During the closing of the library at the Lethbridge Research Centre in August, “nothing of business, scientific or historical value was lost,” according to an email Agriculture and Agri-Food Canada (AAFC) media relations sent to National Observer late Wednesday night.

The federal governmental agency communications department was responding to a recent article in which an anonymous source described previously unreported details of the closing of the Lethbridge Research Centre library.

The email says that material that aligned with the department’s science policy or regulatory business priorities was shipped to the Ottawa AAFC library. “The established Government of Canada retention policy and procedures were strictly adhered to in the completion of the exercise to consolidate the Lethbridge Research Centre library collection."

The email from AAFC media relations came in reply to questions National Observer had previously put to the agency.

According to the agency, the material “recycled” in Lethbridge consisted of duplicate copies of print titles in Ottawa, print copies of journals already accessible electronically, or “materials that were not deemed by information specialists or researchers to be of business or scientific value to the department.”

A small portion of the collection was recycled ahead of any consultation

Generally, the agency says as part of the collection review process it reaches out to local university and college libraries to provide them with an opportunity to peruse the collection lists.

“In the case of the Lethbridge library, our ordering of activities had to be adjusted slightly to accommodate construction activities that are currently underway,” the agency wrote.

The agency said the Lethbridge holdings have been reviewed and “a small portion was recycled ahead of any consultation.

“Even though the recycled material consisted of duplicate copies of print titles in Ottawa or print copies of journals accessible electronically, we have halted further disposition activities and will store all remaining material during construction.”

The agency added that a list of the remaining holdings have been provided to local libraries, which have identified materials of interest and which are being sent to them.

The agency says the loans and requests from the print collections have declined by close to 90 per cent since 2008-09, while demand for electronic resources has risen. “AAFC is transforming its library services to improve access to research material, providing a greater amount of electronic information directly to the desktops of our employees across the country.”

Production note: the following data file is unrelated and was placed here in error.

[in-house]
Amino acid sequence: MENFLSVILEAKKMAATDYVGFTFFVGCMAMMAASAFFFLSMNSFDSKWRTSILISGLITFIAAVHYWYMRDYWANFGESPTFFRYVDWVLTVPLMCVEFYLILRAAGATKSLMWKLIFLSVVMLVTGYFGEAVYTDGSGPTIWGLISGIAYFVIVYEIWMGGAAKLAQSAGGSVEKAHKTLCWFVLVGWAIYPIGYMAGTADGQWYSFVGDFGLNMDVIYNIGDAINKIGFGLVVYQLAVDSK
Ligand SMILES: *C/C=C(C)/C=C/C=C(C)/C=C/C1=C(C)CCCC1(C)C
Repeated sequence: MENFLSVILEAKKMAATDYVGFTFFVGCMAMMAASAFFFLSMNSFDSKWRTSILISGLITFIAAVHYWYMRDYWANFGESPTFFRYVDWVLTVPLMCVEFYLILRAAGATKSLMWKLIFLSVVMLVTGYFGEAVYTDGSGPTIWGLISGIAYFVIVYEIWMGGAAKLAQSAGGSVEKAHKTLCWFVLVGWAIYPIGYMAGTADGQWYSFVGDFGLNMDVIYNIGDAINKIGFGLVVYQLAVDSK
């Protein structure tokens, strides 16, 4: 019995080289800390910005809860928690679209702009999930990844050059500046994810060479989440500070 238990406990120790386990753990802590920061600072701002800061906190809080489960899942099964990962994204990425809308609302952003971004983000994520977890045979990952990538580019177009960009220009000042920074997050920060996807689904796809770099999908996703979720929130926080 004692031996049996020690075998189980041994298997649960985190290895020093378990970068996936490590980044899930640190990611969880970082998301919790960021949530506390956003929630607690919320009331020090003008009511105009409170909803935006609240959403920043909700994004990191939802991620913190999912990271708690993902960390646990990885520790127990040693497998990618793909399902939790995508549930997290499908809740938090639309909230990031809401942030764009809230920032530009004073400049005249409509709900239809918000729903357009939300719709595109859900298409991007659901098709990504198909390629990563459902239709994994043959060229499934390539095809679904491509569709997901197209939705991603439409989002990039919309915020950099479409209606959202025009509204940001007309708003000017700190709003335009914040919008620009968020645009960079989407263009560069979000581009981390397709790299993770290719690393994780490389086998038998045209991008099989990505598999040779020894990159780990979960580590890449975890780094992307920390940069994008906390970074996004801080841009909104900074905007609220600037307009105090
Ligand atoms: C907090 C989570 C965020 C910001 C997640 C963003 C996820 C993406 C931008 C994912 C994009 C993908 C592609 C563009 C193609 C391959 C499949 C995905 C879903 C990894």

The agency has digitized approximately 3,000 items

The agency maintains the better use of technology combined with self-service and consolidated systems and resources will allow for easier and cost-efficient search and access to library resources by employees, no matter what their location.

To date, the department has digitized approximately 3,000 items, including AAFC business and scientific publications, circulars and technical bulletins, the agency said. The digitized items are available to the public from either Government of Canada Publications online or a through a third-party repository, the Internet Archive site.

According to the agency, several boxes of local historical material will remain in Lethbridge. As well staff selected more than 1300 items to remain in Lethbridge as “office copies.”

Earlier this week, in an exclusive story, National Observer gave an unprecedented inside look at how the federal government closes its research libraries.

An inside source related how, after summer students began to dump books and journals, distressed research centre staff began to rescue more and more materials as office copies and told of the discouragement over the fact that materials weren’t offered to other institutions before being trashed.

The source also disputed that all the library holdings are being digitized and has questioned whether anyone actually knows the whereabouts of many of the historical books and journals the collection once held.

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